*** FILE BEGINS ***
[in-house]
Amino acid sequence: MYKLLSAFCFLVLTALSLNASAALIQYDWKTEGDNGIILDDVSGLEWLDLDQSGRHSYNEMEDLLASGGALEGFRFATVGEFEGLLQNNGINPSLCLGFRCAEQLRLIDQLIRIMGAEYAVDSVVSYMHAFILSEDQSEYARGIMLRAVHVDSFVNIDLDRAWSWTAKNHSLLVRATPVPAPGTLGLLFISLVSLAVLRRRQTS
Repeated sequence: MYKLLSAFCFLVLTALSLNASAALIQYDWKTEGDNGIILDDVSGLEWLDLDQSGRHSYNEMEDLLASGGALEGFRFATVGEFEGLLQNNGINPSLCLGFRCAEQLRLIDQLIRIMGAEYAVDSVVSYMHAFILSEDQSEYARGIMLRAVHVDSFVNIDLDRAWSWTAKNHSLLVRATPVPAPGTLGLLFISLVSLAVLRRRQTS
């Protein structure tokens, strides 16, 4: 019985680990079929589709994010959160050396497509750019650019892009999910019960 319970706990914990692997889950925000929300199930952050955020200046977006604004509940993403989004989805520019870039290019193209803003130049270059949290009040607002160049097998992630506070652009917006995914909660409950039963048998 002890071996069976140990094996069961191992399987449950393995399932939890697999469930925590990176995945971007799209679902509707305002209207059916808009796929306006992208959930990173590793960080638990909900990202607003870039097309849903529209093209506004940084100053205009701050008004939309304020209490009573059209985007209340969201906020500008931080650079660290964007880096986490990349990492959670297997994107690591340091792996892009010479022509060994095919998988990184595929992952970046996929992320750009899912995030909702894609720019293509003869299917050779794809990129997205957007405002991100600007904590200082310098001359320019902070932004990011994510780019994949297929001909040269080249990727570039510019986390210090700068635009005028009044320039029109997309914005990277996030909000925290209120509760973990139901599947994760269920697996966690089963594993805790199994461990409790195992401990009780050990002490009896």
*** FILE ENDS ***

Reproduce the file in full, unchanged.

[in-house]
Amino acid sequence: MYKLLSAFCFLVLTALSLNASAALIQYDWKTEGDNGIILDDVSGLEWLDLDQSGRHSYNEMEDLLASGGALEGFRFATVGEFEGLLQNNGINPSLCLGFRCAEQLRLIDQLIRIMGAEYAVDSVVSYMHAFILSEDQSEYARGIMLRAVHVDSFVNIDLDRAWSWTAKNHSLLVRATPVPAPGTLGLLFISLVSLAVLRRRQTS
Repeated sequence: MYKLLSAFCFLVLTALSLNASAALIQYDWKTEGDNGIILDDVSGLEWLDLDQSGRHSYNEMEDLLASGGALEGFRFATVGEFEGLLQNNGINPSLCLGFRCAEQLRLIDQLIRIMGAEYAVDSVVSYMHAFILSEDQSEYARGIMLRAVHVDSFVNIDLDRAWSWTAKNHSLLVRATPVPAPGTLGLLFISLVSLAVLRRRQTS
């Protein structure tokens, strides 16, 4: 019985680990079929589709994010959160050396497509750019650019892009999910019960 319970706990914990692997889950925000929300199930952050955020200046977006604004509940993403989004989805520019870039290019193209803003130049270059949290009040607002160049097998992630506070652009917006995914909660409950039963048998 002890071996069976140990094996069961191992399987449950393995399932939890697999469930925590990176995945971007799209679902509707305002209207059916808009796929306006992208959930990173590793960080638990909900990202607003870039097309849903529209093209506004940084100053205009701050008004939309304020209490009573059209985007209340969201906020500008931080650079660290964007880096986490990349990492959670297997994107690591340091792996892009010479022509060994095919998988990184595929992952970046996929992320750009899912995030909702894609720019293509003869299917050779794809990129997205957007405002991100600007904590200082310098001359320019902070932004990011994510780019994949297929001909040269080249990727570039510019986390210090700068635009005028009044320039029109997309914005990277996030909000925290209120509760973990139901599947994760269920697996966690089963594993805790199994461990409790195992401990009780050990002490009896």